Artificial pitches: Clubs fail to vote for a return to plastic surface

Plastic pitch QPR
The first league game on an artificial surface was between QPR and Luton Town in 1981

Artificial pitches will not be allowed in Leagues One and Two in 2015-16 after a tied vote by club chairmen.

The outcome was a surprise after a majority had indicated in September they would vote in favour of permitting the use of plastic playing surfaces.

At Thursday's meeting, 34 chairmen voted in favour of artificial pitches, with 34 against and four abstentions.

"This issue divides opinion amongst clubs," said Football League chief executive Shaun Harvey.

"While the outcome is different to previous indicative votes, it demonstrates that there is still a desire amongst clubs to find out more about artificial playing surfaces before taking such a significant step."

3G or not 3G?
3G pitches consist of artificial blades supported by sand and rubber crumbThey can be laid on various shock absorbing bases to suit different sports
3G pitches cost around £500,000 to installThey can be used in all weather

Clubs were balloted on whether to permit 3G ("third generation") surfaces in their competitions from next season.

Artificial surfaces were outlawed from professional football in 1995 over issues with ball roll and injuries.

However, they can be used in the FA Cup and at Conference level.

Advocates say that the pitches, which cost around £500,000 to install, represent good value and could produce vital revenue streams for clubs who struggle to make ends meet.

At a meeting in September, chairmen were shown a presentation on the pros and cons of 3G surfaces and asked to take an indicative vote.

A total of 29 out of 46 clubs in the Football League's bottom two tiers said they would back the reintroduction, and league and club sources had been confident that the motion would be formally passed at Thursday's summit at Derby County's iPro Stadium.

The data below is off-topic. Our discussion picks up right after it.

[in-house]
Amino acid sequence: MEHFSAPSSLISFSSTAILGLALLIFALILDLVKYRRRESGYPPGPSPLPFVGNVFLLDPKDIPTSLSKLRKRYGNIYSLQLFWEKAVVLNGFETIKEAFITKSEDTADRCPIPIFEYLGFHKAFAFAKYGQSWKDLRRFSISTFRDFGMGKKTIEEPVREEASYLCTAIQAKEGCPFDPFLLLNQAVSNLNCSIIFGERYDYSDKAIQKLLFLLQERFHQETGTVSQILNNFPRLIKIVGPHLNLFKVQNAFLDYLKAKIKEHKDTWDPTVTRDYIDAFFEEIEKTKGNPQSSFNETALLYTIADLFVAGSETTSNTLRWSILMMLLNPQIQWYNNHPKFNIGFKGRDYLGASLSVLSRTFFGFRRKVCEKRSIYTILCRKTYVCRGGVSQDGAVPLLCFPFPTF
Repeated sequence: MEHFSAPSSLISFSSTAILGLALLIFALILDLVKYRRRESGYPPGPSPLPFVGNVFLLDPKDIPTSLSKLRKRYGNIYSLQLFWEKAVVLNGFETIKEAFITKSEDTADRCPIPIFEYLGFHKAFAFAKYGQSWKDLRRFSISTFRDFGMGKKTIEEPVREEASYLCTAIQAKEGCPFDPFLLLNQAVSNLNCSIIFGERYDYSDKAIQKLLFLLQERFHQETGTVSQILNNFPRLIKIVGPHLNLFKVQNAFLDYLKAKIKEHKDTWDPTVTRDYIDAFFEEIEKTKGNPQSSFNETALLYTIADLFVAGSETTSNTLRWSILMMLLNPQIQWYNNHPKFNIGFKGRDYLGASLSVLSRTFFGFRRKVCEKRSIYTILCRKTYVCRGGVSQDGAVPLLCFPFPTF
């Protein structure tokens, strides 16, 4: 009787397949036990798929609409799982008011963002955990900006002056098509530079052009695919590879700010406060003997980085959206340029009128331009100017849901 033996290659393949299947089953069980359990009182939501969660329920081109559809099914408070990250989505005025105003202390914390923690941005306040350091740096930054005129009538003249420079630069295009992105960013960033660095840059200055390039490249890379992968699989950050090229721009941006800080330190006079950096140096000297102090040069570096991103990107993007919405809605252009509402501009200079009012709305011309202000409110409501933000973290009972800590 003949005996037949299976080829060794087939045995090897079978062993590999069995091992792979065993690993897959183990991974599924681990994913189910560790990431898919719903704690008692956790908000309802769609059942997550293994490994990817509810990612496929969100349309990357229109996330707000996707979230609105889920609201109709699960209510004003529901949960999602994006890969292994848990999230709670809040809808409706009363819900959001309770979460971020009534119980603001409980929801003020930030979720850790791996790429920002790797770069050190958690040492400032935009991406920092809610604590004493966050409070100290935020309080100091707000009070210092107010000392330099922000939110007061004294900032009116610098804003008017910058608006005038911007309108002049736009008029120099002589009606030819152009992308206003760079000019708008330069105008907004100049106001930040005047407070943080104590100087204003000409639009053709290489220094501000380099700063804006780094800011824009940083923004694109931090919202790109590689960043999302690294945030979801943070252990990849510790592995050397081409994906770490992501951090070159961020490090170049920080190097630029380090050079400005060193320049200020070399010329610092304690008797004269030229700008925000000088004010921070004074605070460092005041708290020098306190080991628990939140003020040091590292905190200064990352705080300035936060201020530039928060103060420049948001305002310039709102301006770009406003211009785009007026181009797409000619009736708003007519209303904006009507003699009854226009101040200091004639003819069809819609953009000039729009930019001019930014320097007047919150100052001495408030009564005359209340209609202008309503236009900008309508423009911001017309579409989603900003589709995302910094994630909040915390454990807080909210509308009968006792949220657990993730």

The cost of plastic
Installation costs between £300,000 and £500,000 and takes 8-12 weeks to complete
Additional revenue from an artificial pitch, based on 40 hours use per week, would be worth around £165,000 a year
It takes eight weeks to return to a grass pitch and costs around £150,000

The Professional Footballers Association (PFA) had voiced its opposition to plastic pitches and made it clear it was against the proposal.

Speaking after Thursday's tied vote, assistant chief executive Simon Barker said the players' union was "surprised but happy" that artificial pitches would not be permitted.

"We did a survey two years ago from our membership, the professional players who actually play, and they were overwhelmingly against playing on the artificial surfaces," Barker told Radio 5 live.

"One chairman said he could sell his training round and train on an artificial pitch all week and then play on a Saturday.

"But a number of our members said that would be their career over because they couldn't play on that surface."

The former QPR and England Under-21 midfielder added that there had been no studies into artificial surfaces and the long-term impacts on player health.

Michael Dunford, chief executive of League One Crawley Town, told BBC Radio 5 live he had voted in favour of plastic pitches.

"We, and a number of others, voted for the clubs to have the right to choose their own pitches," he said.

"We are looking to re-turf our pitch this season but after that we would like to have the choice of whether we could have a 3G pitch or not. I'm sure the issue will surface again."

Artificial pitches are commonplace in Europe and have been used in Champions League matches and European Championship qualifiers.

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